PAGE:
Zhang Yimou, Hong Kong/China, 2002 (2004 U.S.
Posted: August 30,
It’s critically lazy to label Zhang Yimou’s Hero (Ying Xiong)
as Crouching Tiger, Hidden Dragon filtered through a Rashomon-like
framing device. For starters, Hero was conceived before Ang Lee’s ode
to the wuxia (martial arts) genre, with its skywalking sword battles and
heroic leads exhibiting superhuman abilities. (King Hu's classic A Touch
of Zen and Hero action director Ching Siu-tung’s Duel to the
Death, A Chinese Ghost Story and Swordsman II are more
notable antecedents.) Secondly, where Akira Kurosawa’s flashback-driven
Rashomon explored the subjectivity of truth, Yimou utilizes his
backwards-glancing narrative to ratchet up the tension between would-be
assassin Nameless (Jet Li) and his intended victim, future first emperor of
China, Qin (Chen Daoming).
Yimou is less interested in crafting a genre-defining wuxia epic, or
understanding what reality means, as he is in exploring the individual’s
place in the larger fabric of society. Set during the end of the fractious
Warring States period (221 BCE), Hero is structured around a meeting
between Qin and the warrior Nameless, vanquisher of three dangerous
assassins -- Sky (Donnie Yen), Broken Sword (Tony Leung) and Flying Snow
(Maggie Cheung) -- who have been harrying the king for the past ten years.
Nameless is granted a rare audience with the justifiably paranoid ruler, and
asked to explain how he defeated such formidable foes.
Nameless recounts how he bested Sky in a duel, and then pitted estranged
lovers Broken Sword and Flying Snow against one another. Qin is impressed
but sees through Nameless’ tale, correctly deducing that Nameless is
actually in league with the three and somehow coerced them to die by his
sword in an effort to get close to the king (a prime example in miniature of
sacrificing oneself for the larger whole). Exposed, Nameless then explains
the actual truth of how he conspired with the trio to assassinate the ruler.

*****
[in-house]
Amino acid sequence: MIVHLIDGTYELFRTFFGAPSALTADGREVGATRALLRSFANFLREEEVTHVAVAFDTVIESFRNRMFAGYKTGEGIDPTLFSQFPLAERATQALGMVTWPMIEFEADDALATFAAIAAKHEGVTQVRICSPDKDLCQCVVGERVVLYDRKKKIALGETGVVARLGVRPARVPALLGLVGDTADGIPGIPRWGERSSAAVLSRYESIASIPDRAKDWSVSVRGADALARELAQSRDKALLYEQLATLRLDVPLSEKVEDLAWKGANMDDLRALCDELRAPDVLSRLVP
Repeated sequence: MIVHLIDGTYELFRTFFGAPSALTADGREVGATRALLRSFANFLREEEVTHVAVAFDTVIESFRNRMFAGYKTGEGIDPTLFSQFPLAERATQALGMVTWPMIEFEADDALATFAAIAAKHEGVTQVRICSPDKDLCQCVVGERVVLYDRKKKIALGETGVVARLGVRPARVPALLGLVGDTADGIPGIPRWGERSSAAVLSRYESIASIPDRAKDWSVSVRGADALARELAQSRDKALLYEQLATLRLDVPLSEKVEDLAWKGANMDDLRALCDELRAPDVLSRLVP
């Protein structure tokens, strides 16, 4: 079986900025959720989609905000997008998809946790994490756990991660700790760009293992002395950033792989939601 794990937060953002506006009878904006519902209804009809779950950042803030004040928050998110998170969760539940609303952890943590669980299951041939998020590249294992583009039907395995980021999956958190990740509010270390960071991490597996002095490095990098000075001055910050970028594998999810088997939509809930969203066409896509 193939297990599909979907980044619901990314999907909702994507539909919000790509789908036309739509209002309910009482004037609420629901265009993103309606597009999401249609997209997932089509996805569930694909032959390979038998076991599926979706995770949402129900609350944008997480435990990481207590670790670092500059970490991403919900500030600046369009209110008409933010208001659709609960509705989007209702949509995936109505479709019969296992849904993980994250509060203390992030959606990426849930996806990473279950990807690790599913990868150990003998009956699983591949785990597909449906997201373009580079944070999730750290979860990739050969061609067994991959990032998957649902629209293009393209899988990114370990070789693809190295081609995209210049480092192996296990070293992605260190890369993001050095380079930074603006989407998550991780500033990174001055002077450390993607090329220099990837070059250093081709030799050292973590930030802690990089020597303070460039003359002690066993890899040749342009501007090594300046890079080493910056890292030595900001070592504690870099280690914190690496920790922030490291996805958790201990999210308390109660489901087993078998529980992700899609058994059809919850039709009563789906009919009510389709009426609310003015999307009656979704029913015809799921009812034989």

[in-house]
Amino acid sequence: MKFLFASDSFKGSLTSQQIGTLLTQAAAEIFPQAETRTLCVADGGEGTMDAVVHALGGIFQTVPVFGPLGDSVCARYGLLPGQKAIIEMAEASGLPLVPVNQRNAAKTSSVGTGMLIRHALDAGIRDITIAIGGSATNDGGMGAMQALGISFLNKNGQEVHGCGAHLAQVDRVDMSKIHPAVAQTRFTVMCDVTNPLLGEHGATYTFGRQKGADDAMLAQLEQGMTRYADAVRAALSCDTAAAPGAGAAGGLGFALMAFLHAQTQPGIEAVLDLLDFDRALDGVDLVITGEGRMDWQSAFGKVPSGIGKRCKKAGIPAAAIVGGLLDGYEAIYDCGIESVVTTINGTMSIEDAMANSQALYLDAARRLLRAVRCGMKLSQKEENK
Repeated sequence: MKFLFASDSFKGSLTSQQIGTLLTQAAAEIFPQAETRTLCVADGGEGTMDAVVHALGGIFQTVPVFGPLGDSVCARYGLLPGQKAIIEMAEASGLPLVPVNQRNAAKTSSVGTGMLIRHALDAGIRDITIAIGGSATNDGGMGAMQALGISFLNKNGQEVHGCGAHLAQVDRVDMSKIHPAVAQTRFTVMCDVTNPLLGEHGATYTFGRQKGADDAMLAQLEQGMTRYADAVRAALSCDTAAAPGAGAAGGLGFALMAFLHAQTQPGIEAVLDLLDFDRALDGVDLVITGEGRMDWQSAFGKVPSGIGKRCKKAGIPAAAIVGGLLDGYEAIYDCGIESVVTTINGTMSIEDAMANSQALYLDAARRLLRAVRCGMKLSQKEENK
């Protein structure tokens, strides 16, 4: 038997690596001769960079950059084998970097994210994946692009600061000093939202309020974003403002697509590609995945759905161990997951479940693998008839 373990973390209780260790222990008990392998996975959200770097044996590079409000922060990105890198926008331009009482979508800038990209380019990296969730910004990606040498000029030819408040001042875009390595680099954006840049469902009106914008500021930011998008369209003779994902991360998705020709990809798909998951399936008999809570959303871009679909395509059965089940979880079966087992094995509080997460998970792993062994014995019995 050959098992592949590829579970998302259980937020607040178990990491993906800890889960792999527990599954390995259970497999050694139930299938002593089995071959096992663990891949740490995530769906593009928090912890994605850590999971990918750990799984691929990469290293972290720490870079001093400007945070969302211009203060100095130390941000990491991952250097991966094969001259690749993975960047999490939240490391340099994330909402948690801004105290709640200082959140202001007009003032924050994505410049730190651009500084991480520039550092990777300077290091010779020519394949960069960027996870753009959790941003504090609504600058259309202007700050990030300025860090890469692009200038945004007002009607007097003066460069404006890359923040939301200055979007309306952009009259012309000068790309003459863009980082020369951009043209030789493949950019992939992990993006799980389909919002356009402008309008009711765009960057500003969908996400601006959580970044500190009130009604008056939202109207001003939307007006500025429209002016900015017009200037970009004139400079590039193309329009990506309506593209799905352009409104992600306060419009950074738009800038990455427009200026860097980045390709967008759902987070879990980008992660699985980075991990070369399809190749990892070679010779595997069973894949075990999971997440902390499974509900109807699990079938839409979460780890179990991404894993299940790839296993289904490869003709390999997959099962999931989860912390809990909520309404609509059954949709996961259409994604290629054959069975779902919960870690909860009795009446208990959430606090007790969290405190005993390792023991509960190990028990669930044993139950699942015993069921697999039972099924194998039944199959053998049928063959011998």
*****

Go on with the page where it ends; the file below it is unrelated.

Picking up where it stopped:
The larger point being made is this: However terrible Qin is -- and he’s
pretty brutal -- one rule by a despot is still better for the land and its
people than prolonged war amongst rival provinces. Yimou fails to arrive at
this conclusion as emphatically as he might have (the climactic “showdown”
between Nameless and Qin lacks the pulse-quickening drama the scene all but
demands). The director still deserves credit, though, for concentrating on
weightier issues regarding the unification of China than worrying over
artfully executed swordplay.
Not that the battle scenes are lacking. Yimou and ace cinematographer
Christopher Doyle, however, choose to emphasize the visual poetry of the
gravity-nullifying fight sequences over hardcore gore. There is no blood in
Hero -- it would disrupt the specific red, blue, white, and green
color schemes defining each conflict. And the movements of the characters
are more like bold, calligraphic strokes than realistic action movements.
Yimou takes the internal struggle of his leads and externalizes them in
hand-to-hand combat. What this lacks in visceral gratification (Enter the
Dragon certainly has nothing to worry about), it more than makes up for
with a deeper, more resonant examination of the struggle to define oneself
in a larger collective. Nameless has the power to change history, and
realizes what an awesome burden it is.
Hero, despite its epic trappings, is executed in a minor key. Yimou
downplays melodrama and grand spectacle in favor of intimate expressions and
melancholy emotions. He’s a director who prefers framing the face as opposed
to orchestrating massive armies charging into one another. In that respect,
Hero falls short of greatness, simply because Yimou rarely ventures
outside his area of expertise. He doesn’t risk failure in the way Kurosawa
often did, and, as a result, manages (by his lofty standards) but a modest
triumph. It will be interesting to see what Yimou does with his second wuxia
House of Flying Daggers due out in Asia this year (and,
hopefully, stateside not too long afterward).
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